The night tour / Passeio noturno na floresta Planeta SustentÃ¡vel - 17/03/2012 Ã s 10:09
I always felt the suspense in those Discovery Channel documentaries. A narrator with a deep manly voice sets up the scene for some wild animal attack. Before anything happens he pauses midsentence, leaving the viewer on the edge of his seat as the cameraâs night vision catches the glare of two bright white eyes staring from behind a bush. Then his godlike voice comes back with a dramatic phrase, like âand thenâ¦he pounces.â And you have a vicious production of African safari life in the comfort of your very own living room.
I never imagined I would be in a remotely similar position to the camera crew filming those crazy docs. But it was the only reference I had as I tried to take in everything around me on our night tour through the Rio Negro.
Once the motor stopped the sounds of wildlife intensified, revealing an orchestra of frogs, birds, insects and other mysterious creatures. It was as if they hadnât come out during the day at all, and after the sun had set they could release their inhibitions and party until dawn. Since we couldnât see anything around us, I literally felt surrounded by living species.
Milton, our tour guide, controlled everything we did see with his flashlight. At one point I thought he had the whole tour planned out like a ride at Disneyland, because each time he chose to shine his light on a tree branch, voilÃ , a owl or bacarau just âhappenedâ to be perched there.
The climax of our night ride occurred when Milton manhandled an alligator. This happened quickly without warning, as we suddenly heard his flashlight drop to the ground, followed by a few splashes at front of the boat. Two seconds later Milton popped up gripping a four foot-long alligator by its tail and neck.Â As a child growing up in Sobrado, near Novo AirÃ£o, Milton used dive underwater, grab these alligators by the tail and fling them around with his friends. I guess for little boys growing up in the Amazon, mini-alligators are the equivalent to my younger brotherâs toy cars.
The whole night tour experience was surreal. We were far from any sign of civilization as we glided through the river eye-level with the tops of jungle trees and an infinite mural of stars overhead.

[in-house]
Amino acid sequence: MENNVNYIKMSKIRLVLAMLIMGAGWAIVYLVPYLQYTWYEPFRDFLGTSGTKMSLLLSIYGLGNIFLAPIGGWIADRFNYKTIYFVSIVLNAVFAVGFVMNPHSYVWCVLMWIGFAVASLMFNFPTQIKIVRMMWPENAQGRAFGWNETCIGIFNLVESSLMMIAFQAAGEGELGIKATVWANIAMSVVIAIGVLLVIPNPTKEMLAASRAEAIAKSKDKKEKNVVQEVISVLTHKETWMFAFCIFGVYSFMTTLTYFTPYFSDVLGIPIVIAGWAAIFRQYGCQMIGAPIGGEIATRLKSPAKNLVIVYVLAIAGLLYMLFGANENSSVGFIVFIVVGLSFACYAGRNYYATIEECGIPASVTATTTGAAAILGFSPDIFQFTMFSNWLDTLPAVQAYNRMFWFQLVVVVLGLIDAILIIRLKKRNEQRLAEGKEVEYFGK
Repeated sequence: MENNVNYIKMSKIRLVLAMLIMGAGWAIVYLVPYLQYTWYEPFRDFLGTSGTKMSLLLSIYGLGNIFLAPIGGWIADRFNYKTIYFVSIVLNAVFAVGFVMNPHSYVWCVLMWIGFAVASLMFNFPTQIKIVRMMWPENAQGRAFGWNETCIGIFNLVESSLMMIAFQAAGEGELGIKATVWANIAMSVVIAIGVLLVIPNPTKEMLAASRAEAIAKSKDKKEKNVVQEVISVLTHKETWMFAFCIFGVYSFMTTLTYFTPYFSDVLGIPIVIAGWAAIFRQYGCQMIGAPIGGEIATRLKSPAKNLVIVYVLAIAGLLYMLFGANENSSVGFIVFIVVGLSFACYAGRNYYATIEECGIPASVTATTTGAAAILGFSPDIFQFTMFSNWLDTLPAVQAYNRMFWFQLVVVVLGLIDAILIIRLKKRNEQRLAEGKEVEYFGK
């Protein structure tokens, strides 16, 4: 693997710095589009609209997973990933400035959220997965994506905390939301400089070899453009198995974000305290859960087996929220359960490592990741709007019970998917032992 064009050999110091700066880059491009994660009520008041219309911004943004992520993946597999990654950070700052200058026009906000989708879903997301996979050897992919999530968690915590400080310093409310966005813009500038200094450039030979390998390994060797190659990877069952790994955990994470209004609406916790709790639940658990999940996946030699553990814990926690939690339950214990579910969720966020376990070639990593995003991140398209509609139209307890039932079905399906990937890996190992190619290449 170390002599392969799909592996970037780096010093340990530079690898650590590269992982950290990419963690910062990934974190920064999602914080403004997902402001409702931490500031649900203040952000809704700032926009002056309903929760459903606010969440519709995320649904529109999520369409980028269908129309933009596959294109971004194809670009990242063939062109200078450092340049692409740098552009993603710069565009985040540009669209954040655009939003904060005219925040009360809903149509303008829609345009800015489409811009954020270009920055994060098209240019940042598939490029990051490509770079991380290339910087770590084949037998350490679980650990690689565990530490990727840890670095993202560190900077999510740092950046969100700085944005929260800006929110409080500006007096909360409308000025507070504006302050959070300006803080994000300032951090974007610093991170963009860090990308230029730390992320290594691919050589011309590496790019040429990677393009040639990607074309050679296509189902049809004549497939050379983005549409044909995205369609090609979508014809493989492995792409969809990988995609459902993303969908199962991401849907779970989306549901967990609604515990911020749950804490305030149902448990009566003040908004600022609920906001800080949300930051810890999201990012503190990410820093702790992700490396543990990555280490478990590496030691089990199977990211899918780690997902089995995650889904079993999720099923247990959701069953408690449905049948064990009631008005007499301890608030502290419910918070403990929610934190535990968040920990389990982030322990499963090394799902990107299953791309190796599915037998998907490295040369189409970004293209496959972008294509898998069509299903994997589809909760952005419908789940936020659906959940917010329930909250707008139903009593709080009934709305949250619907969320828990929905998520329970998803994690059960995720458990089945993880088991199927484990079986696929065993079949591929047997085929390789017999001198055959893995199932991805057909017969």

Â *Jessica Shiffman is a senior journalism student at Northwestern University. Although she grew up in San Diego, CA, and would travel to Rio de Janeiro each winter break to celebrate Hanukah with her immediate family and Christmas with her Catholic Brazilian relatives. âRegularly bouncing between such disparate cultures ultimately inspired my desire to discover new stories and cultures and show them to others. I love taking advantage of any excuse to go abroadâwhether it is studying in Paris, volunteering at an orphanage in Guatemala, going to Israel on birthright orÂ completing my journalism residency at Editora Abril in SÃ£o Paulo. During my time at Editora Abril I met Matthew Shirts, Editor-in-Chief of National Geographic Brasil and coordinator of Planeta SustentÃ¡vel Movement. He gave me the incredible opportunity to write about Planeta SustentÃ¡velâs first conference in the Amazonâ.Â
Foto:Â RogÃ©rio Albuquerquever este postcomente
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De 15 a 19 de marÃ§o, realizamos uma expediÃ§Ã£o de conhecimento pelas Ã¡guas do Rio Negro, na AmazÃ´nia, na companhia de um grupo muito especial formado por lÃderes empresariais, cientistas, planejadores urbanos e jornalistas. Neste seminÃ¡rio âflutuanteâ, o desenvolvimento sustentÃ¡vel da regiÃ£o pautou os debates sobre clima, biodiversidade, infraestrutura, planos de negÃ³cios e modelos de gestÃ£o. Neste blog, vocÃª embarca com a gente nesta viagem de imersÃ£o na floresta e acompanha tudo o que foi dito, visto e experimentado por lÃ¡.